1.4/10
327
10 user 9 critic

C Me Dance (2009)

PG | | Drama, Thriller | 3 April 2009 (USA)
A drama centered on a teenage girl who has trained her entire life to dance for the Pittsburgh Ballet.

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Writers:

(creator),
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Cast

Cast overview, first billed only:
Christina DeMarco ...
Sheri
...
Vince
Laura Romeo ...
Dr. Beth Crowl
Hugh McLean ...
Pastor Jeff
Lesley Bowen ...
Miss Tucker
...
Samantha Sham ...
Ally
...
Claire
...
Jacob
Randy Oliva ...
Ally's Dad
Scott Kerschbaumer ...
Pastor Tony
Katrina Miller ...
Rebecca
Arnold Zegarelli ...
Client
...
Lowell
Kelly Sham ...
Nora
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Storyline

A drama centered on a teenage girl who has trained her entire life to dance for the Pittsburgh Ballet.

Plot Summary | Add Synopsis

Genres:

Drama | Thriller

Motion Picture Rating (MPAA)

Rated PG for thematic material, some violence and mild language
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Details

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Release Date:

3 April 2009 (USA)  »

Filming Locations:


Box Office

Budget:

$155,000 (estimated)
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Company Credits

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Technical Specs

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Did You Know?

Quotes

Vince: I know this sounds weird Sheri, but it's as if God has chosen you. And if that's the truth, man this is going to tick off the Devil.
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Connections

Featured in Hagan Reviews: C Me Dance (2016) See more »

Frequently Asked Questions

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User Reviews

 
When will Christian movie makers learn?
6 March 2010 | by (Sydney, Australia) – See all my reviews

There seems to be an unwritten rule within the Christian community that any film made with a Christian theme must be "gushed" about as if it is a cinematic masterpiece. A quick scan of Christian-oriented entertainment sites indicate that this film has been consistently rated 4 to 5 stars.

This is ridiculous because this film is embarrassingly bad. This misleading bias also means that terrible films like this will continue to get made.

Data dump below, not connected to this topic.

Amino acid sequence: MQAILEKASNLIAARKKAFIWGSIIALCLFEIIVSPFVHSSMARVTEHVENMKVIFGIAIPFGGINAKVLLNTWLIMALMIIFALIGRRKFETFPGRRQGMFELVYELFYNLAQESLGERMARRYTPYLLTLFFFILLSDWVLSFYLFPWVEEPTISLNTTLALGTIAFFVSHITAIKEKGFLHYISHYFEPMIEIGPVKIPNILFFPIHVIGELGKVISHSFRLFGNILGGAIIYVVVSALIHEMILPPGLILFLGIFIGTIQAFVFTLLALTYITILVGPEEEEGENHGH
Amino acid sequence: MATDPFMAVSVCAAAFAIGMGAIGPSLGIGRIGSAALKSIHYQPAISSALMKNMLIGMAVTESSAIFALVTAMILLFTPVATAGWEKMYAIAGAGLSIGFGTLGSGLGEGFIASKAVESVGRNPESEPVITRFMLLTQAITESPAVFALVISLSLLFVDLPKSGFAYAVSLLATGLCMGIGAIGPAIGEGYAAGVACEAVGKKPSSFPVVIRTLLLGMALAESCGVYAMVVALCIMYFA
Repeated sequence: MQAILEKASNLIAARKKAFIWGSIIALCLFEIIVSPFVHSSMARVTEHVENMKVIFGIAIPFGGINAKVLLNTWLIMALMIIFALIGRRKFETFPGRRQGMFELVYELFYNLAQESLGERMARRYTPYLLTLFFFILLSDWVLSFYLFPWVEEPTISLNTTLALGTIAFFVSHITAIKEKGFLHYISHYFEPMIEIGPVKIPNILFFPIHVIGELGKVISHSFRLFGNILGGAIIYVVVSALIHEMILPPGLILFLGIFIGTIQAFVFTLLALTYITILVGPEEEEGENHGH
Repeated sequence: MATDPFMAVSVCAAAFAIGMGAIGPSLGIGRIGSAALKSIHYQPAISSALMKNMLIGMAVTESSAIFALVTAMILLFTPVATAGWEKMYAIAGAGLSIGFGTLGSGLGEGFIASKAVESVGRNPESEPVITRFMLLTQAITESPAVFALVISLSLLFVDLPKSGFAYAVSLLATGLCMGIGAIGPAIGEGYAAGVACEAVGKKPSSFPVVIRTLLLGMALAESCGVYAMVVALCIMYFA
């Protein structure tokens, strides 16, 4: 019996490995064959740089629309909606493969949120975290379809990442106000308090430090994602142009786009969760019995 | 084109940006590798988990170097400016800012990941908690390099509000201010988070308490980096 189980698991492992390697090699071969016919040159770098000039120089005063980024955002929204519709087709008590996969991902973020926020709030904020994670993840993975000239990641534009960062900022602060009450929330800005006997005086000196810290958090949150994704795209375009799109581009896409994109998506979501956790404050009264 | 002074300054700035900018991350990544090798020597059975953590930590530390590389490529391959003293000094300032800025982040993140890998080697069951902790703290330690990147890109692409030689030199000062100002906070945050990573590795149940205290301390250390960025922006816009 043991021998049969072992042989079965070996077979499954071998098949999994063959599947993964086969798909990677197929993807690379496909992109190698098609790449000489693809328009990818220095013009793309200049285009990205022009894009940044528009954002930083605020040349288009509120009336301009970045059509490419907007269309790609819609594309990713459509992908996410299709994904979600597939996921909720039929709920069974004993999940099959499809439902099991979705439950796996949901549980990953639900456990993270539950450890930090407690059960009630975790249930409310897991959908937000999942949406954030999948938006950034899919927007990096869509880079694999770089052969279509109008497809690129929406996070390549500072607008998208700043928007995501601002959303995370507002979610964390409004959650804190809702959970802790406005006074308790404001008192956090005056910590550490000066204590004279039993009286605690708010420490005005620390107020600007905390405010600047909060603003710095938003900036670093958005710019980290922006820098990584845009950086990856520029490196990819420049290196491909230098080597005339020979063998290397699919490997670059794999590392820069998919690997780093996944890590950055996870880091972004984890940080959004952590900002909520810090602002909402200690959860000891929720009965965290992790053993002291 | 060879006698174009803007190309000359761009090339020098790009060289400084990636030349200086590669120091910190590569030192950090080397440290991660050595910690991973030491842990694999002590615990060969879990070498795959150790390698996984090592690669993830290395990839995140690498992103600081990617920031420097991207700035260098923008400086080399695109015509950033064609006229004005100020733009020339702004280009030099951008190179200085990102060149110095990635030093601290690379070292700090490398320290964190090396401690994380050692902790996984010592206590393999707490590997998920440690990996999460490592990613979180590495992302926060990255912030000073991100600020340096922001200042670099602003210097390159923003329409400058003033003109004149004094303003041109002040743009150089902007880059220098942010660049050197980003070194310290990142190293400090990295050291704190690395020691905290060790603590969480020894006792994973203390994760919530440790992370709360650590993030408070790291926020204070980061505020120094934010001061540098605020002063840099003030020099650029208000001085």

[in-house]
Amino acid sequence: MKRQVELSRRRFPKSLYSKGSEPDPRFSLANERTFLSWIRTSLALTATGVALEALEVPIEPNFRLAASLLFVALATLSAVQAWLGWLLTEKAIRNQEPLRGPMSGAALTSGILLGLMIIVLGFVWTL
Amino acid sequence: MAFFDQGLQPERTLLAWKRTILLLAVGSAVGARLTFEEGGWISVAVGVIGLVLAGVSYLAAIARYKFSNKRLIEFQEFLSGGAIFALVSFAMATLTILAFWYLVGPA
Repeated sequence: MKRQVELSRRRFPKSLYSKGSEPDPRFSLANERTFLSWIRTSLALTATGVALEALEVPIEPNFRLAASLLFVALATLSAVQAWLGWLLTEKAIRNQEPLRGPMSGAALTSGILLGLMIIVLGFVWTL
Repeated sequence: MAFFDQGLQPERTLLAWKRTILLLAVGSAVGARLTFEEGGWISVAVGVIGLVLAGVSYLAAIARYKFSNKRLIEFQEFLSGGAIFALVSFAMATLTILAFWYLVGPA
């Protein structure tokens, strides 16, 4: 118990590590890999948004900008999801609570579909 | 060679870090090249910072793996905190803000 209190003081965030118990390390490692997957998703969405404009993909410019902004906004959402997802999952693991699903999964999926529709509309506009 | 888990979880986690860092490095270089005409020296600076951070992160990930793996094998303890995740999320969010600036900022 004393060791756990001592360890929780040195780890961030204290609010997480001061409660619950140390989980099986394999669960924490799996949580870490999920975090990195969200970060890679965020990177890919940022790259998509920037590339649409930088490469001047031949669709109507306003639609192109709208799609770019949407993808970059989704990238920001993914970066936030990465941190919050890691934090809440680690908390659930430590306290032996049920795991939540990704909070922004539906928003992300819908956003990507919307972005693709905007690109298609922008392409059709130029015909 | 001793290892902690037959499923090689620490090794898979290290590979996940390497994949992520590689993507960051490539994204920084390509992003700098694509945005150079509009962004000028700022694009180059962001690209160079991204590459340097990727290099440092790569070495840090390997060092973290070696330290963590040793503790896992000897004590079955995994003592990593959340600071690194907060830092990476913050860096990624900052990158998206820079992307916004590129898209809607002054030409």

The fact that these films get laughed at in the secular world is usually dismissed as "anti-Christian sentiment". The sentiment is not "anti-Christian", it's "anti-terrible films".

"Christian-themed" movies can (and should) be as good as any other film genre out there. But just like a building, a film requires good planning and skilled craftsmanship. If a local community built a church and it fell down, they would not be standing around saying "Oh what a wonderful church!". They'd be asking "what went wrong?" and resolving to never do it again.

No building is excused from the rules of good construction, and no film genre is excused from the rules of good film-making. As an (incomplete) list of principles:

1 - All characters (and especially the lead characters) must have a journey. In this film Sheri has a minor journey (though an implausible one - her response to contracting leukemia is as tepid as if she'd merely missed a TV show), her father and all the other characters are two dimensional puppets. (Their unsurprised reaction to the physical appearance of Satan is absurd. No matter how devout you are, if Satan really appeared in physical form you'd still be shocked to some extent.)

2 - "Show, don't tell". The film regularly stops for inane preaching and pointless exposition. If meeting Sheri has really changed a character's life - show it. Having the character sit on a couch saying "Oh, you've changed my life" is no more convincing or meaningful than them saying "Oh, I've grown two extra arms". The act of "showing" is simple. Before the "change" show me scenes of the character's behaviour. Then have the transformation. Then show me the character afterwards.

3 - Every moment of a film must either advance the plot or develop a character (ideally both). If you can't demonstrate what a given moment of a film is achieving, cut it.

There are some superb Christian-themed movies out there, eg. "The Apostle" with Robert Duvall. There are also dozens of truly superb subjects on Christian themes which could be made. 1 - A son raised in the church leaves so as to have "freedom", only to discover the real cost of this meaningless freedom (ie. a modern "prodigal son"). 2 - A skeptic who believes that Christians are "mindless drones" slowly falls for a Christian girl he works with and gradually discovers the true nature (and the causes) of his hostility. 3 - A Christian "faker" (someone who only claims to have faith so as to exploit the community for personal gain) is exposed and loses everything. Despite this he begins a journey to true redemption.

If you are a Christian and you are angered by this comment then I'm sorry. But if Christian films are to have any value at all then there needs to be an objective attitude towards quality.


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